3rd March, 2020
Review: The Saturday Night Ghost Club by Craig Davidson (Penguin)
Growing up in 1980s Niagara Falls--a seedy but magical, slightly haunted place--Jake Baker spends most of his time with his uncle Calvin, a kind but eccentric enthusiast of occult artifacts and conspiracy theories. The summer Jake turns twelve, he befriends a pair of siblings new to town, and so Calvin decides to initiate them all into the "Saturday Night Ghost Club." But as the summer goes on, what begins as a seemingly lighthearted project may ultimately uncover more than any of its members had imagined.
I started this book with certain assumptions and ended up getting something quite different. From the plot synopsis I had expected certain Stand By Me meets Stranger Things vibes, and was a bit surprised when the story went in a somewhat other direction.
Essentially, The Saturday Night Ghost Club is a tale of friendship and the vivid imagination of children. When Uncle Calvin tells Jake and his friends horrid tales of murder and mayhem, the chilly excitement and fear in the kids becomes more than palpable. This is an element I thoroughly enjoyed as it brought with ittons of warm fuzzy feelings. If you are (like me) a kid of the 80s, you will find yourself in this little book over and over again. Staying out till the streetlamps came on? Riding your bike anywhere and everywhere without anybody caring much? Finding secret hideaways in places that would nowadays be deemed too dangerous? This is exactly the atmosphere Davidson's novel depicts, and it is glorious!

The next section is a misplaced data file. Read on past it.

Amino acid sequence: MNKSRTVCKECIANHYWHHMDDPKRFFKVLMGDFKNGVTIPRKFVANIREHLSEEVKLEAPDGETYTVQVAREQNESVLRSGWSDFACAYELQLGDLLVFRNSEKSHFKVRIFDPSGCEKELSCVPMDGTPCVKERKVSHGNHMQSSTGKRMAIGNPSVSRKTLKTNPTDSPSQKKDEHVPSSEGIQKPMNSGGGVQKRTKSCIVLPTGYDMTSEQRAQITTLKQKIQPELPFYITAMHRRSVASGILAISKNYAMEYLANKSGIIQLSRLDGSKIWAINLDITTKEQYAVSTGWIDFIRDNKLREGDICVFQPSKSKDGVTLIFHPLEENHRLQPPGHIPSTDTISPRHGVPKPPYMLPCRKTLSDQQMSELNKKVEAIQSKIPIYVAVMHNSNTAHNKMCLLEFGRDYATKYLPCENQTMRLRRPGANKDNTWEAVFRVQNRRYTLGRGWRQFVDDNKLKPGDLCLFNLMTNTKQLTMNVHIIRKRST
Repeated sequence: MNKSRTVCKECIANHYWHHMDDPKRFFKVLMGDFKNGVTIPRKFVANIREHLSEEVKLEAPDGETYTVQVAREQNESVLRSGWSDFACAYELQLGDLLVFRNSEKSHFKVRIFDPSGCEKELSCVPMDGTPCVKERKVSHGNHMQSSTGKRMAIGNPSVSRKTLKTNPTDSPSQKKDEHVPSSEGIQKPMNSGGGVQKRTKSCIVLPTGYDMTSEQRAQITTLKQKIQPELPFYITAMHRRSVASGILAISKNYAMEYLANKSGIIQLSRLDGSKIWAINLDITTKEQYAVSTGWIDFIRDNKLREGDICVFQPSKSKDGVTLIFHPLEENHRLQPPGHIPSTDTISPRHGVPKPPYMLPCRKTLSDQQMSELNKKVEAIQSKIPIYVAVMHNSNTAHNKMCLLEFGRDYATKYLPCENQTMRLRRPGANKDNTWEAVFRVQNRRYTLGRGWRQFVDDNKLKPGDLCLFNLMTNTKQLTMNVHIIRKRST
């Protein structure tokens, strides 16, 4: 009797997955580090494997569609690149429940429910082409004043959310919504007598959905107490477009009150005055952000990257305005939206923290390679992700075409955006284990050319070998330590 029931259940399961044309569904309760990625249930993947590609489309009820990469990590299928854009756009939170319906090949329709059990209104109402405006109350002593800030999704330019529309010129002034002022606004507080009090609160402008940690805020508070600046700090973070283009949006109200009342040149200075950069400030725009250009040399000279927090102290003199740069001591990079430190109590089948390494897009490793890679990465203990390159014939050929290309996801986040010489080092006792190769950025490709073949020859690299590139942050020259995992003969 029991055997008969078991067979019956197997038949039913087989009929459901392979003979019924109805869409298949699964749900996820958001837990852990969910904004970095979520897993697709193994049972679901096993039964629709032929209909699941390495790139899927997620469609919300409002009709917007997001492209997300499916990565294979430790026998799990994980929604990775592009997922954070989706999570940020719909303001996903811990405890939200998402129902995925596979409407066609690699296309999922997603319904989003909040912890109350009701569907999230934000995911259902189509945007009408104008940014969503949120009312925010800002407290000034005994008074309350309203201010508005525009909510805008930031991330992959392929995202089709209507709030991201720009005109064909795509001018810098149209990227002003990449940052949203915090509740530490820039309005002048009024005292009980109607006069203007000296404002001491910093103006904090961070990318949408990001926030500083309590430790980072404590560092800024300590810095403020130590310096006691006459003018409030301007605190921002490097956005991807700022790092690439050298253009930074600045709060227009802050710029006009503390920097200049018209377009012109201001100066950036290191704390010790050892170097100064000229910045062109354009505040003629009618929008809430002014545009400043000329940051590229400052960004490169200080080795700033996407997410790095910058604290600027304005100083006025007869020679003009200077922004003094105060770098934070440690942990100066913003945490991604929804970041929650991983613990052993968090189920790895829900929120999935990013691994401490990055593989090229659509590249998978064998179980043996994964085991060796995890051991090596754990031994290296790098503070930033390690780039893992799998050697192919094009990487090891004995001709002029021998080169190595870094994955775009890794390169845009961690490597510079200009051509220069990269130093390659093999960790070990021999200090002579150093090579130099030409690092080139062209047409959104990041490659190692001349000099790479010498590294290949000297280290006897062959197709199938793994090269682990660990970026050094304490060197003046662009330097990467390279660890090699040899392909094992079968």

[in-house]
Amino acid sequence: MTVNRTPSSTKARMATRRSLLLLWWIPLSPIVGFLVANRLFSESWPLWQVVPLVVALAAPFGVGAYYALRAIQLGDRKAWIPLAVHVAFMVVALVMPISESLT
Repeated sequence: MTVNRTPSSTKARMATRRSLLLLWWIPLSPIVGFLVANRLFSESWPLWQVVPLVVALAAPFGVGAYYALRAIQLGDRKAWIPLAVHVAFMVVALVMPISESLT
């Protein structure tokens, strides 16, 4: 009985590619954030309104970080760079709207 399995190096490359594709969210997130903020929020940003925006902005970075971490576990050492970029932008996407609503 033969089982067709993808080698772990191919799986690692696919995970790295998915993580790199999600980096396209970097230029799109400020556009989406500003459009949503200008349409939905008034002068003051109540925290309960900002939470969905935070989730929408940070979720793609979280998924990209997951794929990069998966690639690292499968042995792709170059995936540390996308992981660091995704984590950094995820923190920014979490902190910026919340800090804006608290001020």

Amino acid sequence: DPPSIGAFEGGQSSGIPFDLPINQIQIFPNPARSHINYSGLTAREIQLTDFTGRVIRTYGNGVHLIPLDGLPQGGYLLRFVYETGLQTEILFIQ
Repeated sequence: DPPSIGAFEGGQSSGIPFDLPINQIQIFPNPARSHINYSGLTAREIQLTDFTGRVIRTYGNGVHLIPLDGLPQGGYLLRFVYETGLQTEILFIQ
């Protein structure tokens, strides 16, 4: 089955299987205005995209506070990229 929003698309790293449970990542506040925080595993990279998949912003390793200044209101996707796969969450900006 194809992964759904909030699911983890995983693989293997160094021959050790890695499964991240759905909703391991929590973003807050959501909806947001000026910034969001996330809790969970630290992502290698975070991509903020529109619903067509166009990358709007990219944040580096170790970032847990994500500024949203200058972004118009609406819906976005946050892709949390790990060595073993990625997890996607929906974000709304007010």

What I didn't expect when I picked up the book where the scenes in the present in which Jake details some of his experiences as a brain surgeon. And it was one of these passages that actually brought me to tears for the first time while reading the story. I cried a few more times but there is that one case of a little girl that simply broke my heart.
It is hard to describe the book in detail without giving too much away, but it is a wonderfully whimsical read that may bring back fond memories but that will also make you think about life, choices, the different kinds of trauma that everyone experiences at some point and our individual reactions to these. The book can be read in one sitting with its 200 pages (maybe on a Saturday night?) and it will give you both goosebumps and a warm feeling of nostalgia.
Rating: 4.5/5 stars
© Copyright The Constant Reader
All texts and photographs are mine, unless indicated otherwise.